(c) Player tracking systems and gaming promotions. (1) Changes to 
the player tracking systems, promotion and external bonusing system 
parameters, which control features such as the awarding of bonuses, the 
issuance of cashable credits, non-cashable credits, coupons and 
vouchers, must be performed under the authority of supervisory agents, 
independent of the department initiating the change. Alternatively, the 
changes may be performed by supervisory agents of the department 
initiating the change if sufficient documentation is generated and the 
propriety of the changes are randomly verified by supervisory agents 
independent of the department initiating the change on a monthly basis.
    (2) All other changes to the player tracking system must be 
appropriately documented.
    (d) Variances. The operation must establish, as approved by the 
TGRA, the threshold level at which a variance must be reviewed to 
determine the cause. Any such review must be documented.



Sec. 543.13  What are the minimum internal control standards for 
complimentary services or items?

    (a) Supervision. Supervision must be provided as needed for approval 
of complimentary services by an agent(s) with authority equal to or 
greater than those being supervised.
    (b) Complimentary services or items. Controls must be established 
and procedures implemented for complimentary services or items that 
address the following:
    (1) Agents authorized to approve the issuance of complimentary 
services or items, including levels of authorization;
    (2) Limits and conditions on the approval and issuance of 
complimentary services or items;
    (3) Making and documenting changes to conditions or limits on the 
approval and issuance of complimentary services or items;
    (4) Documenting and recording the authorization, issuance, and 
redemption of complimentary services or items, including cash and non-
cash gifts;
    (i) Records must include the following for all complimentary items 
and services equal to or exceeding an amount established by the gaming 
operation and approved by the TGRA:
    (A) Name of patron who received the complimentary service or item;
    (B) Name(s) of issuer(s) of the complimentary service or item;
    (C) The actual cash value of the complimentary service or item;
    (D) The type of complimentary service or item (i.e., food, 
beverage); and
    (E) Date the complimentary service or item was issued.
    (ii) [Reserved]
    (c) Complimentary services and items records must be summarized and 
reviewed for proper authorization and compliance with established 
authorization thresholds.

[[Page 169]]

    (1) A detailed reporting of complimentary services or items 
transactions that meet an established threshold approved by the TGRA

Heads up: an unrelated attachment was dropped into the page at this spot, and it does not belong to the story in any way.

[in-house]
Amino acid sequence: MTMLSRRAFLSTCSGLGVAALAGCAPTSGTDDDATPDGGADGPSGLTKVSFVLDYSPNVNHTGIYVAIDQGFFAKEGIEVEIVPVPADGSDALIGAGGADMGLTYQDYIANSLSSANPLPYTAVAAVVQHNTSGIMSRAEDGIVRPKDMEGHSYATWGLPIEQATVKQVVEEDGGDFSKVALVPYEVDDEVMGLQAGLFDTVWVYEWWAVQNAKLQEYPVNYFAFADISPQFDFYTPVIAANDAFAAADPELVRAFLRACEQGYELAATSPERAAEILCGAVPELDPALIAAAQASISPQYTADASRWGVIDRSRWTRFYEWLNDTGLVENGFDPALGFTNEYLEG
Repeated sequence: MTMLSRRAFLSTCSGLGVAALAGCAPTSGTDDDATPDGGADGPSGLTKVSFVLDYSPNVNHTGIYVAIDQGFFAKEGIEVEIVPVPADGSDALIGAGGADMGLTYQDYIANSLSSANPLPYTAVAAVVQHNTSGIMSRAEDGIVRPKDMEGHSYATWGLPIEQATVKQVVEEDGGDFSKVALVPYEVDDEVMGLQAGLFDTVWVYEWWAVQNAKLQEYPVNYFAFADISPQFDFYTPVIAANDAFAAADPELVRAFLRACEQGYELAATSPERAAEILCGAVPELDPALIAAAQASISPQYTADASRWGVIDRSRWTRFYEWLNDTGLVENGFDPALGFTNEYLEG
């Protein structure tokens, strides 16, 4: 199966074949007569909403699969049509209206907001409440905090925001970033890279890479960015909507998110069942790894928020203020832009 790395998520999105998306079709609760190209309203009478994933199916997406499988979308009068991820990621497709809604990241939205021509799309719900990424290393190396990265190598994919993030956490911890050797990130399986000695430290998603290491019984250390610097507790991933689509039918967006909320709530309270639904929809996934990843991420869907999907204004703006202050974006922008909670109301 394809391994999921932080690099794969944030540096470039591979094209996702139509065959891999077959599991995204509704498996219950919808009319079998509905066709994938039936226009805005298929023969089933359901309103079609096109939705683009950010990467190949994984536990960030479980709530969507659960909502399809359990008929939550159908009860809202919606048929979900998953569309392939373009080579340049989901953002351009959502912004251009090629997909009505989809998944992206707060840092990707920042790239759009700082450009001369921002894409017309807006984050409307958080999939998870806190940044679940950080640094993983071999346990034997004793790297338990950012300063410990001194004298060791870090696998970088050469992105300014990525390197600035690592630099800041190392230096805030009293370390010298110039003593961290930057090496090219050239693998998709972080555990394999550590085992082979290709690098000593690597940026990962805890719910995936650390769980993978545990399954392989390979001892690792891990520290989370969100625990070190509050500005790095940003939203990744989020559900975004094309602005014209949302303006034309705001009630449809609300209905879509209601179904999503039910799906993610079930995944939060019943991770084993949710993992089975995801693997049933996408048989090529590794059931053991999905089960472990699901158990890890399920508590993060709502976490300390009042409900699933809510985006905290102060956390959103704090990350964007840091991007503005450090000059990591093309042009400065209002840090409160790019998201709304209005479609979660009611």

must be prepared at least monthly.
    (2) The detailed report must be forwarded to management for review.
    (d) Variances. The operation must establish, as approved by the 
TGRA, the threshold level at which a variance must be reviewed to 
determine the cause. Any such review must be documented.



Sec. 543.14  What are the minimum internal control standards for 
patron deposit accounts and cashless systems?

    (a) Supervision. Supervision must be provided as needed for patron 
deposit accounts and cashless systems by an agent(s) with authority 
equal to or greater than those being supervised.
    (b) Patron deposit accounts and cashless systems. (1) Smart cards 
cannot maintain the only source of account data.
    (2) Establishment of patron deposit accounts. The following 
standards apply when a patron establishes an account.
    (i) The patron must appear at the gaming operation in person, at a 
designated area of accountability, and present valid government issued 
picture identification; and
    (ii) An agent must examine the patron's identification and record 
the following information:
    (A) Type, number, and expiration date of the identification;
    (B) Patron's name;
    (C) A unique account identifier;
    (D) Date the account was opened; and
    (E) The agent's name.
    (3) The patron must sign the account documentation before the agent 
may activate the account.
    (4) The agent or cashless system must provide the patron deposit 
account holder with a secure method of access.
    (c) Patron deposits, withdrawals and adjustments. (1) Prior to the 
patron making a deposit or withdrawal from a patron deposit account, the 
agent or cashless system must verify the patron deposit account, the 
patron identity, and availability of funds. A personal identification 
number (PIN) is an acceptable form of verifying identification.
    (2) Adjustments made to the patron deposit accounts must be 
performed by an agent.
    (3) When a deposit, withdrawal, or adjustment is processed by an 
agent, a transaction record must be created containing the following 
information:
    (i) Same document number on all copies;
    (ii) Type of transaction, (deposit, withdrawal, or adjustment);